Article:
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Restoring VA’s mission

There are not many things that Americans unanimously agree on these days, but one thing everyone does seem to agree on is the honesty, integrity and virtue of Abraham Lincoln’s presidency.  President Lincoln’s image is often invoked in both scholarship and pop culture as a symbol for strong leadership, equality, and the need to work collaboratively to make our country better.  Given Lincoln’s reputation as a staunch advocate for morally upright ideas, and as one of the most venerated heroes of our history, it’s infuriating that the current leadership at the U.S. Department of Veterans Affairs leadership is making a mockery of President Lincoln’s image. 

The VA’s mission statement is “to fulfill President Lincoln’s promise ‘To care for him who shall have borne the battle, and for his widow, and his orphan’ by serving and honoring the men and women who are America’s Veterans.”  This quotation is from Lincoln’s second inaugural address, given on March 4, 1865.  VA adopted this portion of the address as its mission statement in 1959.  A plaque with the quotation engraved on it appears outside VA’s Central Office in Washington, DC.

{mosads}Despite the quotation on the outside of the building, what happens inside VA Central Office is another story.  To this end, current VA leadership seems far more interested in enriching themselves rather than caring for veterans.  For example, the VA Office of the Inspector General recently confirmed that Kim Graves and Diana Rubens, two senior executive service employees, manipulated their positions of authority to create job opportunities for themselves in Minneapolis and Philadelphia, respectively, which involved less responsibility but the same high level of pay.  And, if that wasn’t enough, they also improperly accepted a total of nearly $400,000 in relocation expenses from the government, at a time when the VA has lobbied Congress for additional funding to keep its medical facilities up and running. 

Further demonstrating their preference for self-interest over the best-interest of veterans, both Rubens and Graves opted not to show up to a Congressional oversight hearing, prompting the House Committee on Veterans’ Affairs to issue subpoenas for only the third time in its history.  Both women have been referred to the U.S. Attorney’s Office for possible criminal prosecution and Allison Hickey, the under secretary for Benefits, resigned amidst the scandal.  Congress will hold a follow up hearing on November 2nd.  Should they choose to comply with the subpoena, both Rubens and Graves would greatly benefit from behaving more like “honest Abe” than the self-interested bureaucrats they have shown themselves to be thus far in the investigation.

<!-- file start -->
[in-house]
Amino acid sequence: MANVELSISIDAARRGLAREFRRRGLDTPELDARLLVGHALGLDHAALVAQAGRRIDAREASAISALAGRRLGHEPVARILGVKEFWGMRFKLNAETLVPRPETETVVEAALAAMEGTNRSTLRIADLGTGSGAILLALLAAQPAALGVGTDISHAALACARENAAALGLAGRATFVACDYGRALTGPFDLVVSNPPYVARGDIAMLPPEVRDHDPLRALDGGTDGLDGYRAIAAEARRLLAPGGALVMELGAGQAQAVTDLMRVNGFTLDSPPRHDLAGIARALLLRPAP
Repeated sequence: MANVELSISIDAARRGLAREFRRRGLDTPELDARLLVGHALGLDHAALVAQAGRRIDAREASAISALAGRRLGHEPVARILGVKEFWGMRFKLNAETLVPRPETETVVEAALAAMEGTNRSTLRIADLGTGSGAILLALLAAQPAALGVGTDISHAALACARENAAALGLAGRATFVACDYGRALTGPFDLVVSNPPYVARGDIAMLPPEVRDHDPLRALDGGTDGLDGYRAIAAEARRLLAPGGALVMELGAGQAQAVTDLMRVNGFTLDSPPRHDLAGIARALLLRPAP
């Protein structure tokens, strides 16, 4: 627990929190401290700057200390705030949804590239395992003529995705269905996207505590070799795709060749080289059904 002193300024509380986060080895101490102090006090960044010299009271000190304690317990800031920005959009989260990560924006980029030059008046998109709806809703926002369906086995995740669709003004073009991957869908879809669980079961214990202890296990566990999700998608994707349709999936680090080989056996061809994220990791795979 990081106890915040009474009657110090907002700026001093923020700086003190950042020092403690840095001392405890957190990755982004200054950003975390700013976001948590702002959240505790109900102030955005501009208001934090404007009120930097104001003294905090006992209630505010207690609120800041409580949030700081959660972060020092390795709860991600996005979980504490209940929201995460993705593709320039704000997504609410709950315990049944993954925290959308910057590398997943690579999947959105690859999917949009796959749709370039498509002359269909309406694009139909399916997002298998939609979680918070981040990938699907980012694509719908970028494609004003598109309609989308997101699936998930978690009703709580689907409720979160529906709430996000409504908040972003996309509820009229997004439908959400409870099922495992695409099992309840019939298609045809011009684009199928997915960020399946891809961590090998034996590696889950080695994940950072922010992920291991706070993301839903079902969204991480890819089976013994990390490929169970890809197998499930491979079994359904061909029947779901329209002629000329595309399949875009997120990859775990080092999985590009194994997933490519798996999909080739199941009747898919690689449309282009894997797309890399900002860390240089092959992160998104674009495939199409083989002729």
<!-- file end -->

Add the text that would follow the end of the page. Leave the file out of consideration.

Administrative agencies like the VA often begin with a policy-oriented mission, such as, to paraphrase Lincoln, caring for veterans and their dependents.  However, due to the nature of burgeoning bureaucracies, missions often fade over time or disappear altogether.  This is clearly true of the current VA, and the culture of the organization desperately needs to change to reinvigorate the Department’s service to this mission.  Because conservative measures such as more staffing, more funding, and incremental fixes to outmoded systems have, to date, only compounded the VA’s problems rather than fix them, the only answer is more substantive reform.  Action on legislative proposals such as the VA Accountability Act, which would allow VA to remove or demote employees based on performance or misconduct is a step in the right direction.  Similarly, more substantive transformations to VA processes and procedures that emphasize public-private partnerships, rather than complete reliance on internal VA systems, would also go a long way toward much-needed cultural change at the agency.

In addition to reminding our nation of the importance of caring for “those who have borne the battle,” Lincoln also once said “if you want to test a man’s character, give him power.”  The situations of Rubens and Graves show us that the character of those in charge of the VA has been tested, and they have failed.   Our nation’s veterans deserve better.

Riley is the principle of Riley-Topping consulting, a consultancy that specializes in issues pertaining to veterans law and policy.

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